By Ken Reed
In 1905, President Theodore Roosevelt called university presidents from the college football powers of the day to the White House to address the growing concern among the American public over the dangers of football. The brutal game on campus was injuring — and killing — young men at an alarming rate. Roosevelt loved the game but feared it was on a course to be banned. Ultimately, what’s known today as the National Collegiate Athletic Association (NCAA) came out of the meetings, as well as rule changes to make the game safer and the legalization of the forward pass to open up the game more. The New York Times‘ Gregg Easterbrook recently wrote an excellent piece on this subject.
Let’s face it. There’s too much money in football — at both the NFL and college levels — for the powers to be in the game to make any significant changes on their own. But significant change is exactly what’s needed. The evidence that football is extremely dangerous to the human brain has turned from a molehill to a mountain in the past two decades. And it’s not just concussions that are cause for concern but repetitive sub-concussive blows to the head which might lead to a debilitating brain disease called chronic traumatic encephalopathy (CTE).
Nobody but Roosevelt was going to push the football barons to act in 1905, and nobody but President Obama is going to get the football powers to take action today. At stake is the brain health of over 3 million boys currently playing tackle football at the youth level and 1 million plus playing high school football.
While changes definitely need to occur at the college and NFL levels, the societal focus now needs to be on our young people who are playing football at the youth and high school levels.
As Easterbrook writes, “In an education-based society, having millions of young people spending ever more time bashing one another’s heads can’t be good.”
— Ken Reed, Sports Policy Director, League of Fans
Sports Forum Podcast
Episode #28 – League of Fans’ Sports Forum podcast: A Chat With Mano Watsa, a Leading Basketball and Life Educator – Watsa is President of PGC Basketball, the largest education basketball camp in the world, with over 150 camps in 30+ U.S. states and Canada. We discuss problems in youth sports today, including single sport specialization, the growing gap between the “haves” and “have-nots,” the high drop-out rate in competitive sports, and the growing mental health challenges young athletes are dealing with today.
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Episode #27 – League of Fans’ Sports Forum podcast: Kids’ Sports: How We Can Take Back the Game and Restore Quality Family Time In the Process – Linda Flanagan is author of “Take Back the Game: How Money and Mania Are Ruining Kids’ Sports and Why It Matters.” We discuss how commercialized and professionalized youth sports are hurting kids and their families.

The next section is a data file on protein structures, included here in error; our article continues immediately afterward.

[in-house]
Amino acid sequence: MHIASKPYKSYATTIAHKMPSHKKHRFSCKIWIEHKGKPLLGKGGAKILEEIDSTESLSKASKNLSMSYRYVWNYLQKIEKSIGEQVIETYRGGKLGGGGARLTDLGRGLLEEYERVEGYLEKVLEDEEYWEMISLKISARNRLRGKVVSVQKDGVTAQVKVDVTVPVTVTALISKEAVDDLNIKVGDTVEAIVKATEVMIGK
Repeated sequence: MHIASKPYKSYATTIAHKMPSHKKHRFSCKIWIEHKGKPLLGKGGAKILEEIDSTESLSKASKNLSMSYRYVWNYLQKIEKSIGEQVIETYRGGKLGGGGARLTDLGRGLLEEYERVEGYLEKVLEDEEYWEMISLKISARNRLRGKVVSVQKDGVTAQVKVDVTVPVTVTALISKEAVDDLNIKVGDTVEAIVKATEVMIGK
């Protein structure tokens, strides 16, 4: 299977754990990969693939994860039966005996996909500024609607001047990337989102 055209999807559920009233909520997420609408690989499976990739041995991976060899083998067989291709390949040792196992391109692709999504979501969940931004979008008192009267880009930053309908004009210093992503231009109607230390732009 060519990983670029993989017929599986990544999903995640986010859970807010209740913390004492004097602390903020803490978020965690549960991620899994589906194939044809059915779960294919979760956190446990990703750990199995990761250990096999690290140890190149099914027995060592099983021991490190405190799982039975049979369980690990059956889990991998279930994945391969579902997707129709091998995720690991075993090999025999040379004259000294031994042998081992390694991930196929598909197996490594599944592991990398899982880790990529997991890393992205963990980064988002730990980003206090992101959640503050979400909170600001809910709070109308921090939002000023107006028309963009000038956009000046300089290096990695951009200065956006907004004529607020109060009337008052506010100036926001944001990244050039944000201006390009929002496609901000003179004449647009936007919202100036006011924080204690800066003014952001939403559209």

Episode #26 – League of Fans’ Sports Forum podcast: How Can We Fix Youth Sports? – John O’Sullivan is Founder and CEO of Changing the Game Project and author of “Changing the Game: The Parents Guide to Raising Happy, High Performing Athletes and Giving Youth Sports Back to Our Kids.”
Episode #25 – League of Fans’ Sports Forum podcast: Physical Education Should Be a Critical Component of K-12 School Design – Michael Horn is co-founder of the Clayton Christensen Institute for Disruptive Innovation.
Episode #24 – League of Fans’ Sports Forum podcast: Mental Health and Athletes: Ending the Stigma – Nathan Braaten and Taylor Ricci are the founders of Dam Worth It, a non-profit created to end the stigma around mental health at colleges and universities through sport, storytelling, and community creation.
Episode #23 – League of Fans’ Sports Forum podcast: Olympian Benita Fitzgerald Mosley Talks Title IX, Youth Sports and the Olympics.
Media"How We Can Save Sports" author Ken Reed appears on Fox & Friends to explain how there's "too much adult in youth sports."
Ken Reed appears on Mornings with Gail from KFKA Radio in Colorado to discuss bad parenting in youth athletics.
“Should College Athletes Be Paid?” Ken Reed on The Morning Show from Wisconsin Public Radio
Ken Reed appears on KGNU Community Radio in Colorado (at 02:30) to discuss equality in sports and Title IX.
Ken Reed appears on the Ralph Nader Radio Hour (at 38:35) to discuss his book The Sports Reformers: Working to Make the World of Sports a Better Place, and to talk about some current sports issues.
- League of Fans Sports Policy Director Ken Reed quoted in Washington Post column titled "What happened to P.E.? It’s losing ground in our push for academic improvement," by Jay Mathews
League of Fans is a sports reform project founded by Ralph Nader to fight for the higher principles of justice, fair play, equal opportunity and civil rights in sports; and to encourage safety and civic responsibility in sports industry and culture.
Vanderbilt Sport & Society - On The Ball with Andrew Maraniss with guest Ken Reed, Sports Policy Director for League of Fans and author of How We Can Save Sports: A Game Plan
Sports & Torts – Ken Reed, Sports Policy Director, League of Fans – at the American Museum of Tort Law
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Ken Reed’s Author Page on Amazon